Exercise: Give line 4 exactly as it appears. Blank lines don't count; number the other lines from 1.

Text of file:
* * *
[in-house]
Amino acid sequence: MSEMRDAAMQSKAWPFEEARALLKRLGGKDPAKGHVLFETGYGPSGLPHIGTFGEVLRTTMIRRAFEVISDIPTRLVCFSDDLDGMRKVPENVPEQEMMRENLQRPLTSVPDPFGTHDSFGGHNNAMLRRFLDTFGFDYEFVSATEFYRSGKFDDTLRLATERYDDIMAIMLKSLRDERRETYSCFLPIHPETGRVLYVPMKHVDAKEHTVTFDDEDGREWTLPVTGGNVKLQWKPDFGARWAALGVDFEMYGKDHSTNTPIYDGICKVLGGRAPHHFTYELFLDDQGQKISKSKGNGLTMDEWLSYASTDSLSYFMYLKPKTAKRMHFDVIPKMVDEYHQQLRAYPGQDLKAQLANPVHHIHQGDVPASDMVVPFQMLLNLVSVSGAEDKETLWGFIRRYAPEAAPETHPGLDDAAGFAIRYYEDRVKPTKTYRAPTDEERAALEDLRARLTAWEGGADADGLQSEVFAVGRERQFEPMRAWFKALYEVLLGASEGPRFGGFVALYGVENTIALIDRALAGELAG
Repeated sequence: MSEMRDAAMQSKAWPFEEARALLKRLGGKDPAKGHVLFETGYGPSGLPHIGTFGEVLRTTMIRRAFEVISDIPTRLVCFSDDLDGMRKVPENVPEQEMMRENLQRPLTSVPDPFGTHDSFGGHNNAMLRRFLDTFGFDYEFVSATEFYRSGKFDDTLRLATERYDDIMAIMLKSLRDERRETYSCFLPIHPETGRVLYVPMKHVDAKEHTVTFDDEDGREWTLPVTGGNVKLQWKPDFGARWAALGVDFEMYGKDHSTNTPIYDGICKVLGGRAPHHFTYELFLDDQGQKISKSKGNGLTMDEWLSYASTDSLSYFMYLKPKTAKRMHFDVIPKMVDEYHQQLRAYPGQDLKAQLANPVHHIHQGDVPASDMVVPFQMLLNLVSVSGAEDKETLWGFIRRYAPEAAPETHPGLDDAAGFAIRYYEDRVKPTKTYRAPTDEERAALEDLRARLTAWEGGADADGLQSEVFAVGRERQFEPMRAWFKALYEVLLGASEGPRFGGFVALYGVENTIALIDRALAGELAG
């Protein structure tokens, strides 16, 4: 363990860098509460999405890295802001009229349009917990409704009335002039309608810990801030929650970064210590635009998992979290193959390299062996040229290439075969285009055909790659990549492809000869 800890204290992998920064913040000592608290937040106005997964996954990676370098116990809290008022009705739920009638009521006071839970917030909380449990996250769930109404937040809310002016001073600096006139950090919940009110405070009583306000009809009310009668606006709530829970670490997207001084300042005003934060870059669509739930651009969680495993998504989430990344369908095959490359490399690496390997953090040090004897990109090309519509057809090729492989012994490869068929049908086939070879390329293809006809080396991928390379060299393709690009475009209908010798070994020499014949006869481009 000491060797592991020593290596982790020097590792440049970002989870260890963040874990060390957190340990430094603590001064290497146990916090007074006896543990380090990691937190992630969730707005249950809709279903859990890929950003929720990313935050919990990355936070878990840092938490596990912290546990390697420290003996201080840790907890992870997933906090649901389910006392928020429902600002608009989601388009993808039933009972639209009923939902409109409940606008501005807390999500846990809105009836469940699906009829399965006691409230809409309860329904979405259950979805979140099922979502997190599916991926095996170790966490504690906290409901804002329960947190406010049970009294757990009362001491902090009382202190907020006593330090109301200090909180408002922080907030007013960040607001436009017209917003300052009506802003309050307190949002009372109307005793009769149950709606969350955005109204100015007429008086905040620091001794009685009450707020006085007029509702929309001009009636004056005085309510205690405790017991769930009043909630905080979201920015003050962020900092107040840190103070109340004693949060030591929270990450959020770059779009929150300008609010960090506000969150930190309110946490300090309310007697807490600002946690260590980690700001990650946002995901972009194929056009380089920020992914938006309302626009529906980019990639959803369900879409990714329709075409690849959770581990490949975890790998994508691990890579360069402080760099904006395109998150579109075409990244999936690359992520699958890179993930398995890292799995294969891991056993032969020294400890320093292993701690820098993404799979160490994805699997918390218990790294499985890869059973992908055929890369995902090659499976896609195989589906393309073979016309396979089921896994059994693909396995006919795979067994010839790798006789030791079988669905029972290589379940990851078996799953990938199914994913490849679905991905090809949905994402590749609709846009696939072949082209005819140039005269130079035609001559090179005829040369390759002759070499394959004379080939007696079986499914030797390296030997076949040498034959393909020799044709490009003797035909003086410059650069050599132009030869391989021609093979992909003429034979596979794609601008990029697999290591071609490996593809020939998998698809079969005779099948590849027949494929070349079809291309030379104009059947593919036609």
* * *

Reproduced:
């Protein structure tokens, strides 16, 4: 363990860098509460999405890295802001009229349009917990409704009335002039309608810990801030929650970064210590635009998992979290193959390299062996040229290439075969285009055909790659990549492809000869 800890204290992998920064913040000592608290937040106005997964996954990676370098116990809290008022009705739920009638009521006071839970917030909380449990996250769930109404937040809310002016001073600096006139950090919940009110405070009583306000009809009310009668606006709530829970670490997207001084300042005003934060870059669509739930651009969680495993998504989430990344369908095959490359490399690496390997953090040090004897990109090309519509057809090729492989012994490869068929049908086939070879390329293809006809080396991928390379060299393709690009475009209908010798070994020499014949006869481009 000491060797592991020593290596982790020097590792440049970002989870260890963040874990060390957190340990430094603590001064290497146990916090007074006896543990380090990691937190992630969730707005249950809709279903859990890929950003929720990313935050919990990355936070878990840092938490596990912290546990390697420290003996201080840790907890992870997933906090649901389910006392928020429902600002608009989601388009993808039933009972639209009923939902409109409940606008501005807390999500846990809105009836469940699906009829399965006691409230809409309860329904979405259950979805979140099922979502997190599916991926095996170790966490504690906290409901804002329960947190406010049970009294757990009362001491902090009382202190907020006593330090109301200090909180408002922080907030007013960040607001436009017209917003300052009506802003309050307190949002009372109307005793009769149950709606969350955005109204100015007429008086905040620091001794009685009450707020006085007029509702929309001009009636004056005085309510205690405790017991769930009043909630905080979201920015003050962020900092107040840190103070109340004693949060030591929270990450959020770059779009929150300008609010960090506000969150930190309110946490300090309310007697807490600002946690260590980690700001990650946002995901972009194929056009380089920020992914938006309302626009529906980019990639959803369900879409990714329709075409690849959770581990490949975890790998994508691990890579360069402080760099904006395109998150579109075409990244999936690359992520699958890179993930398995890292799995294969891991056993032969020294400890320093292993701690820098993404799979160490994805699997918390218990790294499985890869059973992908055929890369995902090659499976896609195989589906393309073979016309396979089921896994059994693909396995006919795979067994010839790798006789030791079988669905029972290589379940990851078996799953990938199914994913490849679905991905090809949905994402590749609709846009696939072949082209005819140039005269130079035609001559090179005829040369390759002759070499394959004379080939007696079986499914030797390296030997076949040498034959393909020799044709490009003797035909003086410059650069050599132009030869391989021609093979992909003429034979596979794609601008990029697999290591071609490996593809020939998998698809079969005779099948590849027949494929070349079809291309030379104009059947593919036609």